The alternative to a militaristic interpretation is the cosmic, natural-philosophical interpretation of Heraclitus "war". It has found numerous proponents in research. According to Hermann Fränkel's understanding, “war” means the force that creates and orders everything, and that is the contradiction in itself. Heraclitus had no word for this, so he chose the term "war". Gregory Vlastos considered Heraclitus' statements about war and strife to be his answer to the teaching of Anaximander, who associated strife with injustice and equated justice with the elimination of the injustice produced by strife. Anaximander had said that there was a just order despite the conflicts. Such a juxtaposition of right and wrong was an unacceptable “compromise” for Heraclitus. His unified understanding of nature inevitably led him to believe that everything must be either just or unjust. Therefore, in contrast to Anaximander, he positively assessed the dispute, which he considered a universal principle, and equated it with justice. For Charles H. Kahn, too, Heraclitus' point of view is a fruit of his monistic worldview. His polemic is directed against the position of Hesiods, who have distinguished a "good" contest - creative contest - and a "bad" one that leads to war, lawlessness and crime. Heraclitus opposed this view with his “cosmic” model, in which conflict is not sometimes good and sometimes bad, but the all-producing and comprehensive causality. Wolfgang Schadewaldt pointed out that the characterization of the war as father and king was "often quoted, but not always understood". The war or dispute prevails as the authority that “makes decisions, makes differences”. This is the "great achievement" of the dispute. Through this “differentiating power” the dispute becomes such an important principle of being for Heraclitus. One must understand it as a metaphysical principle. In the opinion of Geoffrey S. Kirk, conflict or war is Heraclitus' preferred metaphor for the predominance of change in the world. The "war" underlying all events means the action and reaction between opposing substances. If this dispute were ever ended by the victory of one side, Heraclitus believed that it would be tantamount to the destruction of the world.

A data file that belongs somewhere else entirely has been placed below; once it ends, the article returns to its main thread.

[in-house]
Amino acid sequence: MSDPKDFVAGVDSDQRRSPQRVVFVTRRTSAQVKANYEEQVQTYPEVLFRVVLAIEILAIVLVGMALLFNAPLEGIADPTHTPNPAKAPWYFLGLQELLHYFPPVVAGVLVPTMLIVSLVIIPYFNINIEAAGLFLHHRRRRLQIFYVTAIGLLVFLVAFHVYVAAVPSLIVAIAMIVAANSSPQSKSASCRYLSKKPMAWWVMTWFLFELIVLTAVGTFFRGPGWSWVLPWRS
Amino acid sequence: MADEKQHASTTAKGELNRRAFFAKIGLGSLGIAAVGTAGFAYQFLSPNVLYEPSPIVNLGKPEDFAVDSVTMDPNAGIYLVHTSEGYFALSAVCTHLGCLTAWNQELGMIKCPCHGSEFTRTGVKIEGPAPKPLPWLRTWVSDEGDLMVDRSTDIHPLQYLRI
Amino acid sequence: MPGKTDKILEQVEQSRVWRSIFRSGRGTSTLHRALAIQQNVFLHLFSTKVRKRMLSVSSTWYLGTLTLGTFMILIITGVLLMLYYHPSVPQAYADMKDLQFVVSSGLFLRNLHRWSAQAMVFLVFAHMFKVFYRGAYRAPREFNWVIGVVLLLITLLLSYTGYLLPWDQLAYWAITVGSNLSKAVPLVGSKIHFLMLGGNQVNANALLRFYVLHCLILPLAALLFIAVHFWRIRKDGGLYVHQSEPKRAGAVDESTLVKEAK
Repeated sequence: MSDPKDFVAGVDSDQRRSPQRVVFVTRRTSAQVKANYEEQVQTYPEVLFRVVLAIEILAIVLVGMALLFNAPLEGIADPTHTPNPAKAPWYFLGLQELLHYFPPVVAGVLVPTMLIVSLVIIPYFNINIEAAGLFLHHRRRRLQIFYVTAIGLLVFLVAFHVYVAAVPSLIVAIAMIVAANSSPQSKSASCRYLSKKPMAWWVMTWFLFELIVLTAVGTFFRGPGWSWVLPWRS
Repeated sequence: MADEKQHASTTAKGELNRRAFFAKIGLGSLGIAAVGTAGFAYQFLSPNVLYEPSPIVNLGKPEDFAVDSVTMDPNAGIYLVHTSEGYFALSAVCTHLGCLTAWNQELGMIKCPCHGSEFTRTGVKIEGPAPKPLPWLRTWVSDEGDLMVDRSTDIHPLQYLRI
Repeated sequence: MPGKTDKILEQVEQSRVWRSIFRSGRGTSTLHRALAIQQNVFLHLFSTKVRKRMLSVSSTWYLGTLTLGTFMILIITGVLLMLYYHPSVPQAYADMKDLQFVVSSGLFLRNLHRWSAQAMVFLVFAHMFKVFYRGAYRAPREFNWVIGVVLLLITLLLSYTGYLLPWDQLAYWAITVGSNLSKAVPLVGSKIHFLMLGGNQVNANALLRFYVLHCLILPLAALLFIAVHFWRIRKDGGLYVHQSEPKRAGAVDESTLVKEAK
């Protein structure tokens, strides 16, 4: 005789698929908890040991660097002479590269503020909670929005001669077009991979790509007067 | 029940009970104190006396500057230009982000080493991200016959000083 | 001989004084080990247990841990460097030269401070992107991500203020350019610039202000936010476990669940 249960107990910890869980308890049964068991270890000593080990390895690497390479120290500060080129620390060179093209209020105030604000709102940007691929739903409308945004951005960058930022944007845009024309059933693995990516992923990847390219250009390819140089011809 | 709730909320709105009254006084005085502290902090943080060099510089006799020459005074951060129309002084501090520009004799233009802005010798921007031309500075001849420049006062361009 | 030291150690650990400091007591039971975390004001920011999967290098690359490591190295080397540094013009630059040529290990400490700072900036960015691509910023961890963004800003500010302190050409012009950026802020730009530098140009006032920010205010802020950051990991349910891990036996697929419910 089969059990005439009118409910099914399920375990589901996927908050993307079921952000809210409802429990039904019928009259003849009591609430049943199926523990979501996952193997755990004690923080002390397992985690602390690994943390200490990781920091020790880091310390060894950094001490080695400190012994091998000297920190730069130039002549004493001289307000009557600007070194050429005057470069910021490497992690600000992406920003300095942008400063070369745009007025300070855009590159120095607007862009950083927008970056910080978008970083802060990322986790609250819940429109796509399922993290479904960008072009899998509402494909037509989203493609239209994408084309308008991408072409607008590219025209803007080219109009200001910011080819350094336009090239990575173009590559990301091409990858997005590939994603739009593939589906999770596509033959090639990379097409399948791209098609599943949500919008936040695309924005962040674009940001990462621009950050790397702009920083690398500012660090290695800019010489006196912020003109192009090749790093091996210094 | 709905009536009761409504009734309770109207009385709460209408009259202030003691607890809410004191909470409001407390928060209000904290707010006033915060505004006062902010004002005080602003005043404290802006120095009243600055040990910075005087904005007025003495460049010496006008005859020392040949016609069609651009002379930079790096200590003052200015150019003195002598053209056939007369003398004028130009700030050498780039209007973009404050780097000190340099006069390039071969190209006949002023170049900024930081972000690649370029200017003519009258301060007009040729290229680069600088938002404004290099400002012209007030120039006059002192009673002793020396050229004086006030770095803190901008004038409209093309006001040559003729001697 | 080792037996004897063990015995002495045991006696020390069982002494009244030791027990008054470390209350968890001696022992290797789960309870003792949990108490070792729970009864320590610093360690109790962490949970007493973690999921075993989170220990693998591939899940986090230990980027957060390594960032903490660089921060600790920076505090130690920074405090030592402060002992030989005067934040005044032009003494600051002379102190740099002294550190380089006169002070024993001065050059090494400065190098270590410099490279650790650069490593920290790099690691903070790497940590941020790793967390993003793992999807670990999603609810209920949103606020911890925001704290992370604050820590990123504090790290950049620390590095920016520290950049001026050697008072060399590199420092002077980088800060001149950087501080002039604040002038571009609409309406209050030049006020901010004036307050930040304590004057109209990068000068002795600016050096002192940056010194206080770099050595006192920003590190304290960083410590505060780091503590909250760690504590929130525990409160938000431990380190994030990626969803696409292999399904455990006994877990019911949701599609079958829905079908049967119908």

Dieter Bremer and Roman Dilcher , on the other hand, plead for a not metaphysical but ethical interpretation in the Heraklit chapter of Friedrich Ueberweg's revision of the outline of the history of philosophy . They found that the famous fragment does not address war as a cosmic principle, but rather as "making distinctions with regard to what is at stake in the war - namely life". Heraclitus' reference to the fact that war makes some people free and others slaves should not only be understood in the literal sense. Rather, it is about the fact that those who shy away from death and cling to their life are the inferior and are enslaved. For Heraclitus, however, the “free” are those “who risked their lives and consciously experienced their own mortality”. In the possibility of voluntarily accepting death, "the insight into the togetherness of opposites is concretized in an existential way".
The lunar crater Heraclitus is named after the philosopher.
Editions and translations
- Jean Bollack, Heinz Wismann: Héraclite ou la separation. Editions de minuit, Paris 1972 (Greek text with French translation and commentary).
- Marcel Conche: Héraclite: Fragments. 3. Edition. Presses Universitaires de France, Paris 1991 (Greek text with French translation and commentary).
- Carlo Diano, Giuseppe Serra: Eraclito: I frammenti e le testimonianze. Mondadori, Milan 1980.
- Hermann Diels , Walther Kranz (ed.): The fragments of the pre-Socratics. Volume 1. Hildesheim 2004 (unchanged new edition of the 6th edition from 1951), ISBN 3-615-12201-1 (Greek original text partly with German translation)
- Francesco Fronterotta: Eraclito: Frammenti. Rizzoli, Milan 2013 ( online ).
- Laura Gemelli Marciano (Ed.): The pre-Socratics. Volume 1, Artemis & Winkler, Düsseldorf 2007, ISBN 978-3-7608-1735-4 , pp. 284–369 (sources and fragments with German translation, explanations and introduction to life and work).
- Charles H. Kahn (Ed.): The Art and Thought of Heraclitus. An Edition of the Fragments with Translation and Commentary. Cambridge University Press, Cambridge 1981, ISBN 0-521-28645-X ( PDF ).
- Jaap Mansfeld (ed.): The pre-Socratics. Volume 1, Reclam, Stuttgart 1987, ISBN 3-15-007965-9 , pp. 231-283 (original Greek text with German translation).
- Serge Mouraviev (ed.): Heraclitea. Édition critique complète des témoignages sur la vie et l'œuvre d'Héraclite d'Éphèse et des vestiges de son livre et de sa pensée. Academia, Sankt Augustin 1999 ff. (20 volumes planned, 10 volumes published so far).
- Jean-François Pradeau: Héraclite: Fragments. Flammarion, Paris 2002.
- Bruno Snell (Ed.): Heraklit: Fragments . 14th edition. Artemis & Winkler, Düsseldorf 2007, ISBN 978-3-538-03506-5 (original Greek text with German translation).